PIA19400: Sunset in Mars' Gale Crater
 Target Name:  Mars
 Is a satellite of:  Sol (our sun)
 Mission:  Mars Science Laboratory (MSL)
 Spacecraft:  Curiosity
 Instrument:  Mastcam
 Product Size:  1344 x 1080 pixels (w x h)
 Produced By:  Texas A&M Univ. 
 Full-Res TIFF:  PIA19400.tif (4.356 MB)
 Full-Res JPEG:  PIA19400.jpg (47.63 kB)

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Original Caption Released with Image:

NASA's Curiosity Mars rover recorded this view of the sun setting at the close of the mission's 956th Martian day, or sol (April 15, 2015), from the rover's location in Gale Crater.

This was the first sunset observed in color by Curiosity. The image comes from the left-eye camera of the rover's Mast Camera (Mastcam). The color has been calibrated and white-balanced to remove camera artifacts. Mastcam sees color very similarly to what human eyes see, although it is actually a little less sensitive to blue than people are.

Dust in the Martian atmosphere has fine particles that permit blue light to penetrate the atmosphere more efficiently than longer-wavelength colors. That causes the blue colors in the mixed light coming from the sun to stay closer to sun's part of the sky, compared to the wider scattering of yellow and red colors. The effect is most pronounced near sunset, when light from the sun passes through a longer path in the atmosphere than it does at mid-day.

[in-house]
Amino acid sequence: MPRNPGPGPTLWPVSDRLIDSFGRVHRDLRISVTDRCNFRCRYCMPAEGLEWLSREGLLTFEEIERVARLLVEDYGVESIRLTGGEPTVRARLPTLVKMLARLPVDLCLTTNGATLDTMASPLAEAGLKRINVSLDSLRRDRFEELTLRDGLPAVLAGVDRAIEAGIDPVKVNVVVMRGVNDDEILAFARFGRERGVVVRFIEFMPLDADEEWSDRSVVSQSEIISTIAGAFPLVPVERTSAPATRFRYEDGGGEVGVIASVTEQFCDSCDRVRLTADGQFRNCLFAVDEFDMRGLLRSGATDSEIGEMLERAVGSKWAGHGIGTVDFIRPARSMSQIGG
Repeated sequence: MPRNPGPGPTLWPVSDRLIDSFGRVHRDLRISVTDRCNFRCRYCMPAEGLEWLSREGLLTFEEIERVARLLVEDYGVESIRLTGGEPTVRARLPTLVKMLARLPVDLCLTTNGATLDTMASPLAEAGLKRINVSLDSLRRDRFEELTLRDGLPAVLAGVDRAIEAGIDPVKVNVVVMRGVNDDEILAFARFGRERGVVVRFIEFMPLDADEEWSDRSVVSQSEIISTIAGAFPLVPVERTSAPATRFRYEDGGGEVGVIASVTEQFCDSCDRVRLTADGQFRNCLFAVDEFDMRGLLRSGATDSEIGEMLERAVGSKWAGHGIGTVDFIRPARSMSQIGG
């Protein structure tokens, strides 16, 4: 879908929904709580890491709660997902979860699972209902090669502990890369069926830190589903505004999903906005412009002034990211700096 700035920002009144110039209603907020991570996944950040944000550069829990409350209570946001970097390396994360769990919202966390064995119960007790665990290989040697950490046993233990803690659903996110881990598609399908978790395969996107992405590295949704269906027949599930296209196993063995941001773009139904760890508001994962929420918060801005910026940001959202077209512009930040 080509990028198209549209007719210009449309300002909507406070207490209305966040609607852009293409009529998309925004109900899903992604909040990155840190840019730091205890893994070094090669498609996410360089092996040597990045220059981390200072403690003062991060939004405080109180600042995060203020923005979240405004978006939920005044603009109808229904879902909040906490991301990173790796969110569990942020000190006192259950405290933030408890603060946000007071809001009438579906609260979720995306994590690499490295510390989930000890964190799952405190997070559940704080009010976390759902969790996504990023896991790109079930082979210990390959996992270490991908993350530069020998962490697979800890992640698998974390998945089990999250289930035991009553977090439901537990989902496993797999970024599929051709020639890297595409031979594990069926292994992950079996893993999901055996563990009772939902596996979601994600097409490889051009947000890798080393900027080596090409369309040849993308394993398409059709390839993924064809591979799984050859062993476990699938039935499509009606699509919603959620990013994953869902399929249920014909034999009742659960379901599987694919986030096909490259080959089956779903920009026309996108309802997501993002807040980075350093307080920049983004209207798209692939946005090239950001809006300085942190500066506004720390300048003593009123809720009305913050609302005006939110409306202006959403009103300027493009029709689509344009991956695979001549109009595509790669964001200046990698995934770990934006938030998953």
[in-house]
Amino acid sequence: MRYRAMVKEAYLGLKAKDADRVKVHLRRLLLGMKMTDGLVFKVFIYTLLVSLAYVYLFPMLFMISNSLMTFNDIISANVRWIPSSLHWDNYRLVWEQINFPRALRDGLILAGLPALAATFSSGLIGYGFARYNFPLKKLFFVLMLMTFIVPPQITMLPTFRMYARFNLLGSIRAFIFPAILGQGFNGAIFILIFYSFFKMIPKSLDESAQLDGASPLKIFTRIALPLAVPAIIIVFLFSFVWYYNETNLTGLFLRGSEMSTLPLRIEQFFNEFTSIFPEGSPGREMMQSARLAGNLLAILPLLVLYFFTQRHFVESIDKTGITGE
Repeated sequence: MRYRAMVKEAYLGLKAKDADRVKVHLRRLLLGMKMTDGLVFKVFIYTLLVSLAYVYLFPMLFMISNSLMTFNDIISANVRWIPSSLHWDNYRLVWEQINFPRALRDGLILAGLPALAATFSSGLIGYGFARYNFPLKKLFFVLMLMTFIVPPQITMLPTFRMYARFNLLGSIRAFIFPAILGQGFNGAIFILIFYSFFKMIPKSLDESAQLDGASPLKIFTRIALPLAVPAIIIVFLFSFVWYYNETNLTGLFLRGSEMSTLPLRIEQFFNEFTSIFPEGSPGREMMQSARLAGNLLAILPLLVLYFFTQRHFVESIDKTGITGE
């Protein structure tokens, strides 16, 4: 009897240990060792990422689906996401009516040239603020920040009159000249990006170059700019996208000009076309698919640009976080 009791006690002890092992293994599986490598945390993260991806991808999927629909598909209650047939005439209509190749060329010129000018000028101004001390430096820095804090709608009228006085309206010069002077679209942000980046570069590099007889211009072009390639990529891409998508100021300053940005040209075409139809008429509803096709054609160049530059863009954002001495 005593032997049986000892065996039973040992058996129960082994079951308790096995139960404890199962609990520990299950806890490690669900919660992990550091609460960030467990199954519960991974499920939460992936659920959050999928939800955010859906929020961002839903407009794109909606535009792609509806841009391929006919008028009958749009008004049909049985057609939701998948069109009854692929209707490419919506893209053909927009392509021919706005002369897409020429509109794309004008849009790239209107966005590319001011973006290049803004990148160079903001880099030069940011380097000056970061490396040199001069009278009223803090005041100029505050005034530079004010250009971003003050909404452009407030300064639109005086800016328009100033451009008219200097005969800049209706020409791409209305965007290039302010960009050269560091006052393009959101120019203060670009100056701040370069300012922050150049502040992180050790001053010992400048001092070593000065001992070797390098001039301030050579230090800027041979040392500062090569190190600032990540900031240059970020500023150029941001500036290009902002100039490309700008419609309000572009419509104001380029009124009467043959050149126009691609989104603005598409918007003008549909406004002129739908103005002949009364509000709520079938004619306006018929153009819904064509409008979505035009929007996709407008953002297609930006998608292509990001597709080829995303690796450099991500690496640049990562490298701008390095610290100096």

Malin Space Science Systems, San Diego, built and operates the rover's Mastcam. NASA's Jet Propulsion Laboratory, a division of the California Institute of Technology, Pasadena, manages the Mars Science Laboratory Project for NASA's Science Mission Directorate, Washington. JPL designed and built the project's Curiosity rover.

For more information about Curiosity, visit http://www.nasa.gov/msl and http://mars.jpl.nasa.gov/msl.

Image Credit:
NASA/JPL-Caltech/MSSS/Texas A&M Univ.

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